Politics

Did the Clintons learn?

Question of the day: What, if anything, did Hillary and Bill Clinton learn from the drubbing they received Saturday in the South Carolina Democratic primary?

Yes, we know, Bill is not on the ballot but this primary election has become as much a referendum on the former President and his campaign tactics as it is on his wife’s race for the White House. His rough-and-tumble, take-no-prisoners style has rankled rank and file Democrats and led to calls that he either tone down the campaign rhetoric or just shut up and go away.

Clinton’s enormous ego, however, will never allow him to do either and — for now at least — his wife appears content to let him play bad cop in their quest to return to the White House as a roles-reversed power couple.

But South Carolina voters sent the Clintons a message of repudiation Saturday, a stern warning that the politics of divisiveness doesn’t play along with a clear message that they want a candidate that unites, not divides, a nation.

Obama routs Clinton in South Carolina primary

Senator Barack Obama has won the South Carolina Democratic primary by a substantial margin, easily defeating Hillary Clinton and John Edwards.

Obama pulled in more votes than all his opponents combined, collecting 57 percent from a record turnout of South Carolina voters. Clinton trailed far behind with 26 percent and Edwards came in a distant third with 18 percent. The broadcast networks declared Obama the winner within seconds of the polls closing at 7 p.m.

The value of a vote

I am always amazed at the number of people who are willing to say on national television that they decide for whom they will vote in presidential primaries when they enter the polling booth. Their lackadaisical attitude is disheartening.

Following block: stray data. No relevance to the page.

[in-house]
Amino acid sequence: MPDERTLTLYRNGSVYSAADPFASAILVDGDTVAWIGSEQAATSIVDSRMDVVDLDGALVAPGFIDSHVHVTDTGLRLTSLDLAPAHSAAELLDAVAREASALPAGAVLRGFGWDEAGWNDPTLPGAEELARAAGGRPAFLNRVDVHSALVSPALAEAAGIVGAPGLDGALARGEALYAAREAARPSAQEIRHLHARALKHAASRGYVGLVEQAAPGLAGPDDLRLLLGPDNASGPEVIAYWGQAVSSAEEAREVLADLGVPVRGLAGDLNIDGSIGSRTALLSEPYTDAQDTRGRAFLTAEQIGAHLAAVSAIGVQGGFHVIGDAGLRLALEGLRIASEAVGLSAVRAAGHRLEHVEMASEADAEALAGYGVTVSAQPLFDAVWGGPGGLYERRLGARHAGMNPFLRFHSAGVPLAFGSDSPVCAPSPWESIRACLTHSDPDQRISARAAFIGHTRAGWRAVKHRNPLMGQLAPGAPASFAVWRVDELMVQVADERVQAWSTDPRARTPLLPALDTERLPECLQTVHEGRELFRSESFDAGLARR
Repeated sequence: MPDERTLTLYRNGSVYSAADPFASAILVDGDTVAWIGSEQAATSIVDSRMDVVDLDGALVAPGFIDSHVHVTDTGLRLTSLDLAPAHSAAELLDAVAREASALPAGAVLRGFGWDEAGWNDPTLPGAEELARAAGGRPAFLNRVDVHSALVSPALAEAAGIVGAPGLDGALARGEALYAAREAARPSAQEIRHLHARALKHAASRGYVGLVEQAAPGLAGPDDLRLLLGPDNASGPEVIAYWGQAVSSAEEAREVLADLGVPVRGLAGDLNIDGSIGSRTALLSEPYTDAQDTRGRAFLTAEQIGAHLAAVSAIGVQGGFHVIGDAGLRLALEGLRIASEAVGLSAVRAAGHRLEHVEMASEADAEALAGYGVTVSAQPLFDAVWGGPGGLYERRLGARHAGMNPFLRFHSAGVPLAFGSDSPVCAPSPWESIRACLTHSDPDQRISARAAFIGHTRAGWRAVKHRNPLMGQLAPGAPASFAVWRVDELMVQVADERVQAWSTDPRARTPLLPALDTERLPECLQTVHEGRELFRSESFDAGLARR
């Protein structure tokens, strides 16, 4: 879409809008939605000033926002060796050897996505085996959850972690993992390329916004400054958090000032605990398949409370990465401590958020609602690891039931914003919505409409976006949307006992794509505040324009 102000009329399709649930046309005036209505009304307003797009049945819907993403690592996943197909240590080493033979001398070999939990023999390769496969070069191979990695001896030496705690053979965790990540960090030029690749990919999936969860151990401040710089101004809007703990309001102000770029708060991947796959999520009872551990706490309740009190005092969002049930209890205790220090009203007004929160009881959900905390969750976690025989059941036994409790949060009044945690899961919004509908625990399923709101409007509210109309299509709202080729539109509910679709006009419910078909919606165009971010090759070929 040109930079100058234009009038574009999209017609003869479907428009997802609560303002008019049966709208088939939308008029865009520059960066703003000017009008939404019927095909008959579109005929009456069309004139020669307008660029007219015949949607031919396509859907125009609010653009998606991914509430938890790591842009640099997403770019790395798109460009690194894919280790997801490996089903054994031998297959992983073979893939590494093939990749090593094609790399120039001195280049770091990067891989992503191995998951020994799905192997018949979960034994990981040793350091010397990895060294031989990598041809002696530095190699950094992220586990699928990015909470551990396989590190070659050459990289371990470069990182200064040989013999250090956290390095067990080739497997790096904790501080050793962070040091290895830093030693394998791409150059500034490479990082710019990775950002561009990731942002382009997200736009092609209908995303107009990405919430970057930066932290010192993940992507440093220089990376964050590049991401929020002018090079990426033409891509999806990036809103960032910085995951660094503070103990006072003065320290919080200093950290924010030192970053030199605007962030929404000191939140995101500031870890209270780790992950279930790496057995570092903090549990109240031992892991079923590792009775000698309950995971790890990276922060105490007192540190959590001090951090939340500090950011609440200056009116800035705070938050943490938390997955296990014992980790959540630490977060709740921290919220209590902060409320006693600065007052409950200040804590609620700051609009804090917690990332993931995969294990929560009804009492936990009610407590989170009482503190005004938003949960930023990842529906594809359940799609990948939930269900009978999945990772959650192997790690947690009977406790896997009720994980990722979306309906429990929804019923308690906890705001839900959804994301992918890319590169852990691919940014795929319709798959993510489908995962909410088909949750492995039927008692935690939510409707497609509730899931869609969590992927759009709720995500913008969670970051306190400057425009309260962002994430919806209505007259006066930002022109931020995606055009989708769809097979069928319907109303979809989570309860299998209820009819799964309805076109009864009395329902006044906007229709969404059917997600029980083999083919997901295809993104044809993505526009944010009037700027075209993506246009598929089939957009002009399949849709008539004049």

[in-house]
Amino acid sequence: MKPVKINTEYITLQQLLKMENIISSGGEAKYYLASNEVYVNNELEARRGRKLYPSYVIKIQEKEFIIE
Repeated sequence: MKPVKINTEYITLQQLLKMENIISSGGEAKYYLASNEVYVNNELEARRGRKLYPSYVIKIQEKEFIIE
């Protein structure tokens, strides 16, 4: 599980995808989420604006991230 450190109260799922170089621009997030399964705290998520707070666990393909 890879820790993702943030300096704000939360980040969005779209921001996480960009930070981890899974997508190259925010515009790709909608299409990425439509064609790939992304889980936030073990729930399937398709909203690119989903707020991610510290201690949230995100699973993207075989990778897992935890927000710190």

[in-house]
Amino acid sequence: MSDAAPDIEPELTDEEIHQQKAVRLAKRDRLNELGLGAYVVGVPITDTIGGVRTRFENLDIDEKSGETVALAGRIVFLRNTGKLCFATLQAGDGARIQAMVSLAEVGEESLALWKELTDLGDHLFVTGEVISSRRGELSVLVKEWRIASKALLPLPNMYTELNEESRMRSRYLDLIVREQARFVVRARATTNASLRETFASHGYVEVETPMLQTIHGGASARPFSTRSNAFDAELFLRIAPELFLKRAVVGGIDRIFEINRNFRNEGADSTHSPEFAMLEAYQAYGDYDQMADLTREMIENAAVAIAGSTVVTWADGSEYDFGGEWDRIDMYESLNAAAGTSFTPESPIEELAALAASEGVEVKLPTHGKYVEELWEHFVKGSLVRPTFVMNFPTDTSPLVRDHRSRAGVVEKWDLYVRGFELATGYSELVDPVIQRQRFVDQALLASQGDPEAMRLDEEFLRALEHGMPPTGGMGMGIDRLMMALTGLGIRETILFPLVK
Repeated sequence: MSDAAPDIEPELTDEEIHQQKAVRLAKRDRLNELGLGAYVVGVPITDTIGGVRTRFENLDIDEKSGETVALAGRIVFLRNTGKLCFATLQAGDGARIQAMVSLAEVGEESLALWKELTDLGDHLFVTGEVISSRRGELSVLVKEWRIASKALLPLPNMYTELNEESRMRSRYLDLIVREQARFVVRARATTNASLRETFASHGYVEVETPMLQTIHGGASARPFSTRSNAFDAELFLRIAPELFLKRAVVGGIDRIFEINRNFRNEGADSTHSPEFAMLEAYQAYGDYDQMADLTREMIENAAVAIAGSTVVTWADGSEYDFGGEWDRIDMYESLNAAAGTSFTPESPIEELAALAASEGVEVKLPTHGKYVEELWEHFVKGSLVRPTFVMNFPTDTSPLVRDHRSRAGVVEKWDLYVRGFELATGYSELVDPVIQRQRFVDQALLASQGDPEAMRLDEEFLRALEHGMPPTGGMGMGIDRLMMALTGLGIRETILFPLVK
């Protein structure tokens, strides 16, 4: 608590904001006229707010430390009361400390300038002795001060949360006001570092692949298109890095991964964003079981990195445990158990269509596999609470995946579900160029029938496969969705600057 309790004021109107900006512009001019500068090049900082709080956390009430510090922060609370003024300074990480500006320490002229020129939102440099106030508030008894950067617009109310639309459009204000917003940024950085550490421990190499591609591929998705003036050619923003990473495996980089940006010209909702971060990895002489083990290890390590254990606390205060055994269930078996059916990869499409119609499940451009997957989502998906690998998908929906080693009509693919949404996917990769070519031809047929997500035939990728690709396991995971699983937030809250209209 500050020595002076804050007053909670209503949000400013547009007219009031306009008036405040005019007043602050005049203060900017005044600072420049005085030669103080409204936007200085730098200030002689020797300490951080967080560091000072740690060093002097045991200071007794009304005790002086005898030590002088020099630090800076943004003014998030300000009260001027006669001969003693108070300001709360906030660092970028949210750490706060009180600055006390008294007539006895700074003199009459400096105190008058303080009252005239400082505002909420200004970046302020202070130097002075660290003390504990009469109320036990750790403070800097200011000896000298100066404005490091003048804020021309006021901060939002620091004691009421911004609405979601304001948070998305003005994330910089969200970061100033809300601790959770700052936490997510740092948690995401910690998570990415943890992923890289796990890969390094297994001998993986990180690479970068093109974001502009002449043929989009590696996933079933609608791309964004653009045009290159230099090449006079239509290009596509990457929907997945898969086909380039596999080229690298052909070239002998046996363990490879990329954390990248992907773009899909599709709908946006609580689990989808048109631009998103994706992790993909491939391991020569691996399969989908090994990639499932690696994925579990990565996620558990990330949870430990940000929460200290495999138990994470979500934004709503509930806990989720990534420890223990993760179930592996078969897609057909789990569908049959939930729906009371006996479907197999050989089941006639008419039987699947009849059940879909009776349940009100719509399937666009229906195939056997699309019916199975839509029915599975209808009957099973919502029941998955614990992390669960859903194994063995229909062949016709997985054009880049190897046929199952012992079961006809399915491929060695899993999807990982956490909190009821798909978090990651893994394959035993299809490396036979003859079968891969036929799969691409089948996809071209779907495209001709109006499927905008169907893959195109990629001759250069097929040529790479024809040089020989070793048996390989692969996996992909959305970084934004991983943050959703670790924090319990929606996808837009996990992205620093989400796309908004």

If there is one thing we have in this country, it is an abundance of sources and people extolling the virtues — or weaknesses — of the candidates. Why is it we follow with more interest the ups and downs of reality-show contestants than the records and opinions of those vying to become our next president?

Thompson lacked substance

Post-mortems on Fred Thompson’s short presidential run focus on how the actor and former senator ran his campaign. Started late, poorly managed, lack of enthusiasm, etc.

But these analyses miss the more fundamental, and instructive, problem — his message. Touted as the only “real conservative,” a careful look shows that this label was pretty dubious. His ideas were devoid of the vision and leadership that fueled Republican ascendancy a quarter-century ago and badly needed today.

Timeout on political ads

With the closest thing we have to a national presidential primary coming just two days after the Super Bowl, some fear that the sports sanctity of the football championship might be sullied by the presence of political ads.

Several campaigns investigated investing in super-expensive Super Bowl spots, figuring that might be an efficient way of advertising in the 22 states that hold contests on Super Tuesday, Feb. 5.

But the Fox TV network, which will air the contest, just decreed that the broadcast will remain a politics-free zone, at least on the national level.

It’s really scary out there

I don’t know about you, but the closer we get to finding out who will be the GOP and Democratic presidential nominees, the edgier I become.

As the mud flies, all the candidates seem to be shrinking in stature. Yesterday’s glimmerings of statesmen are today’s campaign flimflam artists.

As candidates drop by the wayside, those remaining are less like beacons of hope than spotlights aimed uncomfortably right at the eye.

When it’s time to quit

What kind of ego drives a man to continue for years to seek an office he has no chance of winning? Particularly when that job is the presidency of the United States, a position that requires the occupant to have masochistic tendencies?

Stop! Go! Beware!

With Mike Huckabee down and Fred Thompson out in Florida, Tuesday’s Sunshine State primary promises a three-way brawl among Rudolph Giuliani, John McCain and Mitt Romney. Voters there, and beyond, should regard these three candidates like lamps in a traffic signal.

Hillary’s defender-in-chief

It started with dismissive talk of a fairy tale, then deteriorated into more of a nightmare.

As he campaigns for his wife, Bill Clinton has been taking aim at her rival Barack Obama and the media with increasing rancor, trading the roles of elder statesman and supportive spouse for that of attack dog.

Obama is scrapping, too, going after the former president with increasingly heated criticism, and getting testy with reporters himself at times.